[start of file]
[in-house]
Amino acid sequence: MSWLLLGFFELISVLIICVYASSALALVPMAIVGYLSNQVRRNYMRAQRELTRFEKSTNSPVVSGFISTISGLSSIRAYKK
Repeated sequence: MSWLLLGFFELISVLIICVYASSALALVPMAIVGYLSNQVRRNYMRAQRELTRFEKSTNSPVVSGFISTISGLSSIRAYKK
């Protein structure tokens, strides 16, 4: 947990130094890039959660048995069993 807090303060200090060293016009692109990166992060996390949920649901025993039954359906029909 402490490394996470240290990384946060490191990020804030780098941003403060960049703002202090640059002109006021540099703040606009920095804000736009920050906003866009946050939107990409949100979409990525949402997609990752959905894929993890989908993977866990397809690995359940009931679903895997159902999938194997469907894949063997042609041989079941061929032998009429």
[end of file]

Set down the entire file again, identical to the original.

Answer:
[in-house]
Amino acid sequence: MSWLLLGFFELISVLIICVYASSALALVPMAIVGYLSNQVRRNYMRAQRELTRFEKSTNSPVVSGFISTISGLSSIRAYKK
Repeated sequence: MSWLLLGFFELISVLIICVYASSALALVPMAIVGYLSNQVRRNYMRAQRELTRFEKSTNSPVVSGFISTISGLSSIRAYKK
């Protein structure tokens, strides 16, 4: 947990130094890039959660048995069993 807090303060200090060293016009692109990166992060996390949920649901025993039954359906029909 402490490394996470240290990384946060490191990020804030780098941003403060960049703002202090640059002109006021540099703040606009920095804000736009920050906003866009946050939107990409949100979409990525949402997609990752959905894929993890989908993977866990397809690995359940009931679903895997159902999938194997469907894949063997042609041989079941061929032998009429």